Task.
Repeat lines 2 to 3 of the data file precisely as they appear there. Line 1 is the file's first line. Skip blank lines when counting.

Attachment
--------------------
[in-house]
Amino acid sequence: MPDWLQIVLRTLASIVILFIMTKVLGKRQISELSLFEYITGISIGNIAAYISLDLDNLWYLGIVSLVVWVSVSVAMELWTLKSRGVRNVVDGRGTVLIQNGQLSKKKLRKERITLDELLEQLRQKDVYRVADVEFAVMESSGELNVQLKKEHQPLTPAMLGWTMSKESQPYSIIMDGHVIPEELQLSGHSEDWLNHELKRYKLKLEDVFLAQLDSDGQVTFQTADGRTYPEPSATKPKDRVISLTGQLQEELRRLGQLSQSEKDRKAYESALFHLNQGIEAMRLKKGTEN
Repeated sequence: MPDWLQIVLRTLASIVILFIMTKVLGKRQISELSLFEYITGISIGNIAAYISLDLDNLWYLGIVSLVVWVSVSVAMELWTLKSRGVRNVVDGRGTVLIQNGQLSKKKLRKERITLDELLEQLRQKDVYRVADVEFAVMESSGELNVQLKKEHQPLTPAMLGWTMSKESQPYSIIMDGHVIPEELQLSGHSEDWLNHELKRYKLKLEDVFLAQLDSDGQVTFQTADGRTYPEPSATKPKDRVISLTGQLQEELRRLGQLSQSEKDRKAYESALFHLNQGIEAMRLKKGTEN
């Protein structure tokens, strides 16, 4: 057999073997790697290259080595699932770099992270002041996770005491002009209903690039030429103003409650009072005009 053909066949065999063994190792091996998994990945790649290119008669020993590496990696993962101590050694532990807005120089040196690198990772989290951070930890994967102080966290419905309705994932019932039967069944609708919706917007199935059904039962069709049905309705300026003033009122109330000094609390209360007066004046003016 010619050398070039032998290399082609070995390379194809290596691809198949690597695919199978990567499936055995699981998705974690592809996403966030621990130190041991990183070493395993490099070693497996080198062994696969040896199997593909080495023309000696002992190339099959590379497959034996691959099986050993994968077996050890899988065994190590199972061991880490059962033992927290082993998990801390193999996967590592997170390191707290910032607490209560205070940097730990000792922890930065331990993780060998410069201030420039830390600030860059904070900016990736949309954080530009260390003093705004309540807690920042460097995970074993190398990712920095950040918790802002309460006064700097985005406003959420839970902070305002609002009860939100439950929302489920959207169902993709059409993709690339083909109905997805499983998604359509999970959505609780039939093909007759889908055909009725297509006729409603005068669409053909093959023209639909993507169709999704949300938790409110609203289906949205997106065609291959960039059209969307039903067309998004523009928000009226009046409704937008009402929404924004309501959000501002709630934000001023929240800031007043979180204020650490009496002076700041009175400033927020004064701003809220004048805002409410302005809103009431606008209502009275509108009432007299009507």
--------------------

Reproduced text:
Amino acid sequence: MPDWLQIVLRTLASIVILFIMTKVLGKRQISELSLFEYITGISIGNIAAYISLDLDNLWYLGIVSLVVWVSVSVAMELWTLKSRGVRNVVDGRGTVLIQNGQLSKKKLRKERITLDELLEQLRQKDVYRVADVEFAVMESSGELNVQLKKEHQPLTPAMLGWTMSKESQPYSIIMDGHVIPEELQLSGHSEDWLNHELKRYKLKLEDVFLAQLDSDGQVTFQTADGRTYPEPSATKPKDRVISLTGQLQEELRRLGQLSQSEKDRKAYESALFHLNQGIEAMRLKKGTEN
Repeated sequence: MPDWLQIVLRTLASIVILFIMTKVLGKRQISELSLFEYITGISIGNIAAYISLDLDNLWYLGIVSLVVWVSVSVAMELWTLKSRGVRNVVDGRGTVLIQNGQLSKKKLRKERITLDELLEQLRQKDVYRVADVEFAVMESSGELNVQLKKEHQPLTPAMLGWTMSKESQPYSIIMDGHVIPEELQLSGHSEDWLNHELKRYKLKLEDVFLAQLDSDGQVTFQTADGRTYPEPSATKPKDRVISLTGQLQEELRRLGQLSQSEKDRKAYESALFHLNQGIEAMRLKKGTEN